UOTW #46

The patient is a 24 year old G1P0 at 12 weeks GA who presents to your department with sudden onset severe left flank pain. No history of fertility treatment, no vaginal bleeding. The patient is pale and has severe diffuse abdominal tenderness.  BP 82/34 P 135 R 20 T 98.6F.



Diagnosis: Ruptured Splenic Artery Aneurysm (SAA)

This scan demonstrates a clear intrauterine pregnancy and a normal appearing left kidney, no evidence of hydronephrosis.  While the splenorenal recess is void of any fluid collections, there is a hypoechoic wedge of free fluid noted above the spleen, at the splenolienal interface.

  • When performing an abdominal ultrasound for free abdominal fluid, it is important to know where fluid will collect first in the various views:  In the LUQ view, fluid will counterintuitively first collect above the spleen, in the RUQ fluid will collect first at the inferior pole of the kidney and caudal tip of the liver, and in the female pelvis free fluid will collect first behind the uterus.1
  • Since we know this patient has a confirmed IUP, her chance of having an IUP plus a rupturing ectopic pregnancy has been estimated to be 1/30,000, or 0.003% barring any fertility treatment.  An IUP essentially rules out ectopic pregnancy here.2
  • Although relatively rare (0.1% incidence), SAA carries with it significant mortality if it ruptures.  Rupture rate is 10% in the general population, and carries with it a mortality rate of 10-25%.3  This rate increases to 70% if the patient is pregnant, with fetal mortality approaching 95%.  Literature shows only 14% of pregnant SAA rupture cases where both mother and fetus survived.4,5,6 
  • Additionally, pregnancy increases the risk of SAA, and so it should be kept in the differential in pregnant patients who present with sudden onset abdominal or flank pain.  25% of all SAA cases reported in the literature involved patients who were pregnant.6
  • For diagnosis, ultrasonography, pulsed Doppler, CTA and MRI are useful, but arteriography is considered the gold standard.7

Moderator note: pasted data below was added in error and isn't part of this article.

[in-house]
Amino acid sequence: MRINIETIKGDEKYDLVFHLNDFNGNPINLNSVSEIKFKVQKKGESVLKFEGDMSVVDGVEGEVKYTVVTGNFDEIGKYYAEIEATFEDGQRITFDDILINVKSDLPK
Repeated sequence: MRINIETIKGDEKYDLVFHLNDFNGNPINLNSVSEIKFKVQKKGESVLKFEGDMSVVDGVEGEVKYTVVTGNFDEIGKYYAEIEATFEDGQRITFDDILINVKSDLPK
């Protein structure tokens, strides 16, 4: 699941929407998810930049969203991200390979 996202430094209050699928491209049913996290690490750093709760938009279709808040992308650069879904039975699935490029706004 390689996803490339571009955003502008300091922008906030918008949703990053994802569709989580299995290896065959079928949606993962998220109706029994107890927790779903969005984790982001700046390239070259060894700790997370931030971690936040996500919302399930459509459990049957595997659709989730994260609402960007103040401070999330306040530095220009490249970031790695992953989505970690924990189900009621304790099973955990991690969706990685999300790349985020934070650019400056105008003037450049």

1. Dawson, Mallin. Introduction to Bedside Ultrasound, Volumes 1 and 2. 2013. [inkling]
  2. Mj G, R R. Heterotopic pregnancy in natural conception. J Hum Reprod Sci. 2008;1 (1): 37-8. [PMC free article]
  3. Manian U., Badri H., Coyne P., Nice C., Ashour H., Bhattacharya V. Endovascular treatment of a ruptured splenic artery aneurysm using amplatzer ((R)) vascular plug. Int J Biomed Sci: IJBS.2009;5(1):81–84. [PMC free article]
  4. Vries JE, Schattenkerk ME, Malt RA. Complications of the splenic artery aneurysm other than intraperitoneal rupture. Surgery. 1982;91:200–203. [pubmed]
  5. Lee PC, Rhee RY, Gordon RY, et al. Management of splenic artery aneurysms: The significance of portal and essential hypertension. J. Am. Coll. Surg. 1999;189:483–490. [pubmed]
  6. Lynch MJ, Woodford NW. Rupture of a splenic artery aneurysm during pregnancy with maternal and foetal death: a case report. Med Sci Law. 2008;48:(4)342-5. [pubmed]
  7. Kaszyäski M, Haisiura R. Splenic artery aneurysm: A case report. Med Sci Monit. 1999;5:1213–5.

  1. Moderately-severe internal hemorrhage. Questionable possible ruptured etopic and IUP or as it is would be less likely as it is since no hx of trauma or malignancy.

  2. Uterus look like normal. But there are splenomegaly (spleen bigger than kidney) and abdominal free fluid. Then, it might be a ruptured spleen, a inusual complication of pregnancy.

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